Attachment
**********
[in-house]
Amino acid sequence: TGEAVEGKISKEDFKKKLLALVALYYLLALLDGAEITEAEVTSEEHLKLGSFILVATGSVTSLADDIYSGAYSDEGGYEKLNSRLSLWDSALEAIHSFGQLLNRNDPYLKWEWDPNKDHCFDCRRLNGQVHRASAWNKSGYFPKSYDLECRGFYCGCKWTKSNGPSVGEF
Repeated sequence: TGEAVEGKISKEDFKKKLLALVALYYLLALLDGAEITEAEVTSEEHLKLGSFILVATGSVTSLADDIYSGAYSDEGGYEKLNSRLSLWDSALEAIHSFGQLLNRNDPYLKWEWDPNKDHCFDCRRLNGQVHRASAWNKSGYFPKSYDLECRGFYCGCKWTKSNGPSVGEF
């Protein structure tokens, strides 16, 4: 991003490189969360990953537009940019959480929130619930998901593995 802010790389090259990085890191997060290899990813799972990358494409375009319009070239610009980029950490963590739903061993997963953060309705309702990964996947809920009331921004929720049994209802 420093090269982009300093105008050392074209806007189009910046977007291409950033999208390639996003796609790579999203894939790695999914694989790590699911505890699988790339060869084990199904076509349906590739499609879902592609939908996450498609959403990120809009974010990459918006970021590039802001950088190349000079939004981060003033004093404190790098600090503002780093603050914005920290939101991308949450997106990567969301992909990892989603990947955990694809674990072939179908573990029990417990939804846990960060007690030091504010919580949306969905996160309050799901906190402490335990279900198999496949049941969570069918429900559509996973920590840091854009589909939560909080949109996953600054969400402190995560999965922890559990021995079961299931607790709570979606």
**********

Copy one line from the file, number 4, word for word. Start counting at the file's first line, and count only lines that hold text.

């Protein structure tokens, strides 16, 4: 991003490189969360990953537009940019959480929130619930998901593995 802010790389090259990085890191997060290899990813799972990358494409375009319009070239610009980029950490963590739903061993997963953060309705309702990964996947809920009331921004929720049994209802 420093090269982009300093105008050392074209806007189009910046977007291409950033999208390639996003796609790579999203894939790695999914694989790590699911505890699988790339060869084990199904076509349906590739499609879902592609939908996450498609959403990120809009974010990459918006970021590039802001950088190349000079939004981060003033004093404190790098600090503002780093603050914005920290939101991308949450997106990567969301992909990892989603990947955990694809674990072939179908573990029990417990939804846990960060007690030091504010919580949306969905996160309050799901906190402490335990279900198999496949049941969570069918429900559509996973920590840091854009589909939560909080949109996953600054969400402190995560999965922890559990021995079961299931607790709570979606």